Tue | Oct 17, 2017

Fire team retreats after heated standoff with police at Gordon House

Published:Saturday | July 29, 2017 | 12:00 AMEdmond Campbell
A team from the Jamaica Fire Brigade attempting to make their way through a barrier erected on Duke Street during a sitting of the Senate yesterday.

While members of the Upper House deliberated on a bill to amend the pensions law, a tense standoff was unfolding between a team from the Jamaica Fire Brigade and the police almost on the doorsteps of Gordon House.

The Gleaner understands that members of the Fire Brigade approached a barrier on Duke Street near the intersection of Beeston and Duke streets without sirens on.

The fire team's attempt at getting the police to remove the barrier apparently failed and the siren was triggered.

The relative silence within the chambers of Parliament was shattered in the early afternoon when the siren distracted parliamentary staff and police officers within the chamber.

Police personnel erect a barrier to prevent traffic from proceeding north along Duke Street during the sitting of the Senate.

Members of the fire team apparently wanted the police to remove the barrier so that they could proceed along Duke Street, but the cops refused to budge, indicating that the area before Parliament was "sterile". They, therefore, instructed the driver of the fire truck to turn on to Beeston Street.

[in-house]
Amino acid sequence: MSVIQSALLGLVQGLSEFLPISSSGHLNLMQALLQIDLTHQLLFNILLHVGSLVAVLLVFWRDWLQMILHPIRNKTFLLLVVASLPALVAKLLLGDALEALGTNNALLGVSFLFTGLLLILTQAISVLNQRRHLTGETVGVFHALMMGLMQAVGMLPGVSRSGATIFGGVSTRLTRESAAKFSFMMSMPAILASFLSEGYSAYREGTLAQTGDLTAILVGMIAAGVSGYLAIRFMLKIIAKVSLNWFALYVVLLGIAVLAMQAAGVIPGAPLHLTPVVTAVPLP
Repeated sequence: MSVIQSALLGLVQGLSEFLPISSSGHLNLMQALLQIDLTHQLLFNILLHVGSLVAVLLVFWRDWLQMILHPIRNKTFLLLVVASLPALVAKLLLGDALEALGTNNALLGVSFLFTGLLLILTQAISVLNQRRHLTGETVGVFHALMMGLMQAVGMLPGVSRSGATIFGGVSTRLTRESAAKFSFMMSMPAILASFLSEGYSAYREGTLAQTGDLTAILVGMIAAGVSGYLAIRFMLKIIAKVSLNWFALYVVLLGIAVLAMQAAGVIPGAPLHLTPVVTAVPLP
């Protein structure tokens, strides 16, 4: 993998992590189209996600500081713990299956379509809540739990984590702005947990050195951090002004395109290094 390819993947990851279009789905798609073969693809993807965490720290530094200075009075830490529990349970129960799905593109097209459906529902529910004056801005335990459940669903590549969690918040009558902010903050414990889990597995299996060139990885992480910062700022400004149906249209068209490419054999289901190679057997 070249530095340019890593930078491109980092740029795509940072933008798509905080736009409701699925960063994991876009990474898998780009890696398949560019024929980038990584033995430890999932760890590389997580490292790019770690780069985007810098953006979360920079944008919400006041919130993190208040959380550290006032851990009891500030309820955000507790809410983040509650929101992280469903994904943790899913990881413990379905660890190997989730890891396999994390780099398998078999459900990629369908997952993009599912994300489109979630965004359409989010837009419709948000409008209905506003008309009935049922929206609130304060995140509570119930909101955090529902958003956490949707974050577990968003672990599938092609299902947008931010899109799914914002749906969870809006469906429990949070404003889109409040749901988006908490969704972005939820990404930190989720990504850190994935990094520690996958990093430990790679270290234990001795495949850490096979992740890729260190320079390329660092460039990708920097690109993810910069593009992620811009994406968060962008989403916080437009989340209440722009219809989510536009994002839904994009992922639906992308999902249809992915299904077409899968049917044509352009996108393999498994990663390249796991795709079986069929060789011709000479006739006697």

NO NEGOTIATIONS

 

Apparently annoyed at the instruction of the police, the fire personnel started to apply the horn, which echoed within the parliamentary chamber.

An officer from the fire service engaged a police officer at Gordon House, complaining that the truck could not negotiate the turn on to Beeston Street, urging the senior cop to allow the vehicle free passage along Duke Street.

During the discussion, the police officer questioned her counterpart from the fire services on whether the team was responding to a fire. The fire personnel admitted that they were not responding to a fire, but noted that it did not mean that they were not attending to some other call.

However, the police officer rebuked the fire personnel for their behaviour, noting that the Fire Brigade supervisor "encouraged the driver to come and disturb the Parliament".

After strong deliberations between the two parties, the police refused to yield, which forced members of the Fire Brigade to reverse more than 60 metres to Sutton Street, where they continued their journey.

edmond.campbell@gleanerjm.com